KANANASKIS: Calgary's headwaters open to logging, oil & gas

Kananaskis Country is a network of Provincial Parks, Wildland Parks, Recreation Areas and Public Land Use Zones west of Calgary and south of Banff National Park. Totalling more than 4,200 square kilometres, Kananaskis Country is five times bigger than the City of Calgary.

Although it is a vital headwaters region and one of Canada’s premier destinations for outdoor recreation, significant portions of Kananaskis are open to industrial development.


A vital piece of the Rocky Mountain puzzle

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Kananaskis includes the headwaters of the Sheep, Elbow, Pekisko, Spray and Kananaskis Rivers, forming a significant piece of the Bow and South Saskatchewan River watersheds that serve millions of people in water-stressed Southern Alberta and Saskatchewan.

The region contains vital habitat and key movement corridors for cougars, wolves, grizzlies, elk, cutthroat trout and other vulnerable species.

Tourism in Kananaskis draws over one million visitors, supports 3,000 full-time jobs, and provides $200 million of economic impact annually. The region lies within Treaty 7 lands in the territories of Ĩyãħé Nakoda (Stoney), Kainai (Blood), and Siksika (Blackfoot) Nations, and within Region 3 of the Métis Nation of Alberta.


UNDER THREAT from industrial-scale development

Approximately 36% of Kananaskis is open to commercial logging and 25% to oil and gas development. Most of those vulnerable lands are found at low elevations near major waterways, in areas that hold high value for water, wildlife, and tourism.

The threats are immediate: BC-based Balcaen Consolidated has a timber quota of 430 hectares of clearcuts near Highwood Junction. At the same time, Spray Lake Sawmills is undertaking a new 20-year plan that includes logging around Clearwater Creek.

Recent logging below the Plateau Mountain Ecological Reserve in the Cataract Creek area of the Highwood River drainage.

Recent logging below the Plateau Mountain Ecological Reserve in the Cataract Creek area of the Highwood River drainage.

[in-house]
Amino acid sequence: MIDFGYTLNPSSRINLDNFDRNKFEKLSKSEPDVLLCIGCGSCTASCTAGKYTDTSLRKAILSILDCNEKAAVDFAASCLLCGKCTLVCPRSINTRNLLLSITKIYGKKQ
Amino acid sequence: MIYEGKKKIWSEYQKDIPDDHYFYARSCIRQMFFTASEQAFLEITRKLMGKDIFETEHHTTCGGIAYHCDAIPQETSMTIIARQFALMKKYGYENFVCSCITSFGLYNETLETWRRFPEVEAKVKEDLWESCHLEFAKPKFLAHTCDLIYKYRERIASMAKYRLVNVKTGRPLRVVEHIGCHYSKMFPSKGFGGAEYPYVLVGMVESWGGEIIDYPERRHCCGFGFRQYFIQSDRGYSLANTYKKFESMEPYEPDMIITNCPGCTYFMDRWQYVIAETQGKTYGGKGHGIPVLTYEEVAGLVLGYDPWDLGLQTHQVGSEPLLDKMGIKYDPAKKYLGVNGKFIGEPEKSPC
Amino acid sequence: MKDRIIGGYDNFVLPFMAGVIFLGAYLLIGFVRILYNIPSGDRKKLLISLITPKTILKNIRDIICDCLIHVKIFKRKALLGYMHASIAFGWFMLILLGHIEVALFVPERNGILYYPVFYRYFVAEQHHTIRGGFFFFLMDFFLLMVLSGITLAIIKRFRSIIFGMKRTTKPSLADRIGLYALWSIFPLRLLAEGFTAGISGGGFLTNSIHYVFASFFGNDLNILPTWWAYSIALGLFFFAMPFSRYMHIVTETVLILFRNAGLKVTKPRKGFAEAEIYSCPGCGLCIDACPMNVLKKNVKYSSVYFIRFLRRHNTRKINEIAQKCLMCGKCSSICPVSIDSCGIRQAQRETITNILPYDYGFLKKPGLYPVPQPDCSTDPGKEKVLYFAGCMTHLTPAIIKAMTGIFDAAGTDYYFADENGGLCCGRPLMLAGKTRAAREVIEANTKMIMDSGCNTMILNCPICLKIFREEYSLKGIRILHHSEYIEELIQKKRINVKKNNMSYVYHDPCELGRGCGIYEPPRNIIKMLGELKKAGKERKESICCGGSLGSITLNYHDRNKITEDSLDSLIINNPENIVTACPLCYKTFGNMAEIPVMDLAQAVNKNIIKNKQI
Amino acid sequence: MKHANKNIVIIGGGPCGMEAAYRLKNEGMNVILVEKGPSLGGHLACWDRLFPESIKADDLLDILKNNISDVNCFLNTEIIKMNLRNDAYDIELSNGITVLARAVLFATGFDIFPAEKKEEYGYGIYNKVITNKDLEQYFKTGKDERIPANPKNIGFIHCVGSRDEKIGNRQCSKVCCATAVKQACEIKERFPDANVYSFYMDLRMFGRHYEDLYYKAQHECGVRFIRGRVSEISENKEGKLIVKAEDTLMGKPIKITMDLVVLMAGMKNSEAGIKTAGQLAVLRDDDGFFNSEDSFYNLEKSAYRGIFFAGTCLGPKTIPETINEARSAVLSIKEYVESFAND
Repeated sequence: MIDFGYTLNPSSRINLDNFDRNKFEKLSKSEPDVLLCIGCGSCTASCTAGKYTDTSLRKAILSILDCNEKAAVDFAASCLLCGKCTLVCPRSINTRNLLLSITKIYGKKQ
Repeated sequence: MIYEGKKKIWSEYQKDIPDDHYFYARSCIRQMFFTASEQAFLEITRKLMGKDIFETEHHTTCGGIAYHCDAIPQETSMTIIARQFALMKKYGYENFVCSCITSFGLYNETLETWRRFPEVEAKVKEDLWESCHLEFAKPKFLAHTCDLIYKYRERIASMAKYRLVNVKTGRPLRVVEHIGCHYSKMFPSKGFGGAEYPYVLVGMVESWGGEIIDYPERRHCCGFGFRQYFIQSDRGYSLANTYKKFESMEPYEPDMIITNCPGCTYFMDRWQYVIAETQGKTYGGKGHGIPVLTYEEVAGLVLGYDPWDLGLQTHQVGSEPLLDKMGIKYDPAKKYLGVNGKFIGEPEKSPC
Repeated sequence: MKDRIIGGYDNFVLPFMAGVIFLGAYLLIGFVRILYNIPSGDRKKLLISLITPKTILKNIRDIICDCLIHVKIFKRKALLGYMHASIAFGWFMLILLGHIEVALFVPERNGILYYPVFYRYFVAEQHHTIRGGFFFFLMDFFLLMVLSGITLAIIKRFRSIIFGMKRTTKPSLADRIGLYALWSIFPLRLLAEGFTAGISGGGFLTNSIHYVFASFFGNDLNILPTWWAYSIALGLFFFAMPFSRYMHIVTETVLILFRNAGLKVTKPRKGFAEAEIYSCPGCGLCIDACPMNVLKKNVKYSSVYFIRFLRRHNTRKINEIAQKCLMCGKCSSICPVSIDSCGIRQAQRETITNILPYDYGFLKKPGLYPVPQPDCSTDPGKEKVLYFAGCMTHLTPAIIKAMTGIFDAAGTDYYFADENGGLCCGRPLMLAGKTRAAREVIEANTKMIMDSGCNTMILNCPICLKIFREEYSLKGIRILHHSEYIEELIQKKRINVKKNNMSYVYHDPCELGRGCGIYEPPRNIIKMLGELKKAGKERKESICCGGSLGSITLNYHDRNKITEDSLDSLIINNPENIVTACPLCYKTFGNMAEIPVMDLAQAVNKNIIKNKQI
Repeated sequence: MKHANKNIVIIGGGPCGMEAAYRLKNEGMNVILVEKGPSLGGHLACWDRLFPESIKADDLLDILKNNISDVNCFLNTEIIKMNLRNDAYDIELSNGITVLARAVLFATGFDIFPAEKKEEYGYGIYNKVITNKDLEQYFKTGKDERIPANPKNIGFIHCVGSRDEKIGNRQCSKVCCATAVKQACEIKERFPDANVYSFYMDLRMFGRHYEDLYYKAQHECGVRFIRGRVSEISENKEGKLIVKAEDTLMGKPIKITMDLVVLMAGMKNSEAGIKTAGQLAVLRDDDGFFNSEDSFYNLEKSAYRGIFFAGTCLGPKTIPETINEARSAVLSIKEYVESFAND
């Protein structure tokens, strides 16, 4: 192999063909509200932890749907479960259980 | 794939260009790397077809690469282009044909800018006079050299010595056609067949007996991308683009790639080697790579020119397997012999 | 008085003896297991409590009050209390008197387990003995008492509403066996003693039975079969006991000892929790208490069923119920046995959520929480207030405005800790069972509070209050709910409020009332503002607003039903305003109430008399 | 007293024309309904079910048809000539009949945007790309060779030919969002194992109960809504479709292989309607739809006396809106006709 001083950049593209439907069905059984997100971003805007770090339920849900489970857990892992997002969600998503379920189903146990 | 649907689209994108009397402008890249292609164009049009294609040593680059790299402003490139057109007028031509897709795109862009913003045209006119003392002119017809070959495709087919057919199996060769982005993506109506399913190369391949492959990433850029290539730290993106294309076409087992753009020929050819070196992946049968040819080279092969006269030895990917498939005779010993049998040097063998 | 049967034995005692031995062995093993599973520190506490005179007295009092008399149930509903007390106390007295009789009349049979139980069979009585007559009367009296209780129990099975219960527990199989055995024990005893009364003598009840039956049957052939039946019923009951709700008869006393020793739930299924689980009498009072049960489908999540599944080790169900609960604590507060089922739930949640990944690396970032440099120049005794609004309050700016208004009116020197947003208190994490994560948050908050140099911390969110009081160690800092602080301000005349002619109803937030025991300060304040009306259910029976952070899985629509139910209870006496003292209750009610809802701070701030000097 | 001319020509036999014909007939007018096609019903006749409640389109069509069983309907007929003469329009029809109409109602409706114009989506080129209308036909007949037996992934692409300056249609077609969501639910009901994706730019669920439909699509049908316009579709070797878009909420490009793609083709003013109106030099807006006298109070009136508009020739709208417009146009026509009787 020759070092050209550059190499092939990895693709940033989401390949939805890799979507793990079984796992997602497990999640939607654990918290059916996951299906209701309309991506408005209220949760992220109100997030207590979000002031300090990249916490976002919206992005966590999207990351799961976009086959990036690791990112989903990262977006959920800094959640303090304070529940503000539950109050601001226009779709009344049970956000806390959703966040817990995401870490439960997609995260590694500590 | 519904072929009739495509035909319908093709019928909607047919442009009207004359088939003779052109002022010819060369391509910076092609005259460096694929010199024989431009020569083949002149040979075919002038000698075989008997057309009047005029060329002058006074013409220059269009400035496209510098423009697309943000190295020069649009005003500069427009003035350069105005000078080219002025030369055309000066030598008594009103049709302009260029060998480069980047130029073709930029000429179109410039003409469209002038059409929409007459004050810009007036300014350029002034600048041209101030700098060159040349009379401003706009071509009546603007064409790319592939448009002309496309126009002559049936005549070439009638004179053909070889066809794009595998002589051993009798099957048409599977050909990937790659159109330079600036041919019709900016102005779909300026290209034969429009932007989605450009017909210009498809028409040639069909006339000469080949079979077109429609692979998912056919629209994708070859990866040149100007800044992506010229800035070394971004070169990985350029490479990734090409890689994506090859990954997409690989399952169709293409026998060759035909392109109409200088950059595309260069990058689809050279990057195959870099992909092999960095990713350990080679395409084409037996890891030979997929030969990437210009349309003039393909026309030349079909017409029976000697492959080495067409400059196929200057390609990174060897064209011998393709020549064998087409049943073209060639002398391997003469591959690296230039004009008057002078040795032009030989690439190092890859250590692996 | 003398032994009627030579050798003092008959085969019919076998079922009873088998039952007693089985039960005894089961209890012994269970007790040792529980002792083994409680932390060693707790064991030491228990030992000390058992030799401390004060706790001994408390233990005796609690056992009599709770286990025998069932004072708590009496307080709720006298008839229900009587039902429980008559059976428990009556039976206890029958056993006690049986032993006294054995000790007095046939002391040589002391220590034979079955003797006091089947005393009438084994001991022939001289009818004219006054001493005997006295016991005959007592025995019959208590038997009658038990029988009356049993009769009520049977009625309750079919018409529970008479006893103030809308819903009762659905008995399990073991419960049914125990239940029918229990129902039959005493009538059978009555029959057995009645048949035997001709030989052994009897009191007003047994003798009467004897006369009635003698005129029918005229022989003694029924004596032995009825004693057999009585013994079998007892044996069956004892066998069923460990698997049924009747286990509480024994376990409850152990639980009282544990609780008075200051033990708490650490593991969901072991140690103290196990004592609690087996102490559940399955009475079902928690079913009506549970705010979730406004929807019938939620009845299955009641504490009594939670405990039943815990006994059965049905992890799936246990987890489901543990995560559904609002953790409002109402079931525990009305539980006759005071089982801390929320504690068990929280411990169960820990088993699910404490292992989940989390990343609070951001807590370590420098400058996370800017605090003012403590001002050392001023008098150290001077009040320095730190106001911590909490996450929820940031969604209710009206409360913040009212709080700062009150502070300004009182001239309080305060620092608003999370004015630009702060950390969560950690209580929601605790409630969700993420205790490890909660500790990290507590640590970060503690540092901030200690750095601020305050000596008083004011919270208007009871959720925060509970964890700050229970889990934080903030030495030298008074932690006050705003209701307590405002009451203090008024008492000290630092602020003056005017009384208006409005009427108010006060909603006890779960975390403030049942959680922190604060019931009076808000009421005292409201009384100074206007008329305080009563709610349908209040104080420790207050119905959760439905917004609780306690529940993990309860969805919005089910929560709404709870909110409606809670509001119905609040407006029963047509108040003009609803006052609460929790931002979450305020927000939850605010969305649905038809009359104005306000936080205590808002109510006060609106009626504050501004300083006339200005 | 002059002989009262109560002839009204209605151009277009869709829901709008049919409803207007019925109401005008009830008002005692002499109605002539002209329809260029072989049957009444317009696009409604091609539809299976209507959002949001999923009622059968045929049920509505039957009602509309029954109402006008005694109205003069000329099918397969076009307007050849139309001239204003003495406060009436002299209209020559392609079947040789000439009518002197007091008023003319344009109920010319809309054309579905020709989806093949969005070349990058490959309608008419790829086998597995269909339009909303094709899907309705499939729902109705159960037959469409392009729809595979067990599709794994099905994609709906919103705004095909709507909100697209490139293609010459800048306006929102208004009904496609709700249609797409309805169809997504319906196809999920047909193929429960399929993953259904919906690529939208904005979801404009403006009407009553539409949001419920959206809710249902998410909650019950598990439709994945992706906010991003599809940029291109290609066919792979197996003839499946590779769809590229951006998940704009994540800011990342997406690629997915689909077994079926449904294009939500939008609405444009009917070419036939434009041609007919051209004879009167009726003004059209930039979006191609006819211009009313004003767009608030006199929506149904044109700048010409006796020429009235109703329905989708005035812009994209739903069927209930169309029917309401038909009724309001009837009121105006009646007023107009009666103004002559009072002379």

PROtecting THe other half of Kananaskis

We want to see the remaining unprotected half of Kananaskis managed for headwaters protection and a sustainable restoration and tourism economy that supports gateway communities like Black Diamond, Turner Valley and Longview. We support local residents calling for the province to postpone logging near Highwood Junction until Albertans have had opportunity to examine potential impacts on our water, wildlife, recreation, and economy.

Thousands of people enjoy the Kananaskis landscape each year, but few of them know that it is not fully protected. Photo credit: Stephen Legault.

Thousands of people enjoy the Kananaskis landscape each year, but few of them know that it is not fully protected. Photo credit: Stephen Legault.


WHAT CAN YOU DO?

There are many things you can do to help protect Alberta headwaters:

 

  • Donate to Alberta headwaters conservation

  • Call 403.310.0000 and ask for your MLA. Let them know that protecting Kananaskis Country, and specifically the Highwood Valley, against further logging is important to you!

  • Write Shannon Phillips, the Minister of Alberta Environment and Parks, and let her know that her Ministry did a great job of protecting the Castle, and that the next logical step is to protect vulnerable lands and waterways in Kananaskis Country.


Photo credit: Stephen Legault.

Photo credit: Stephen Legault.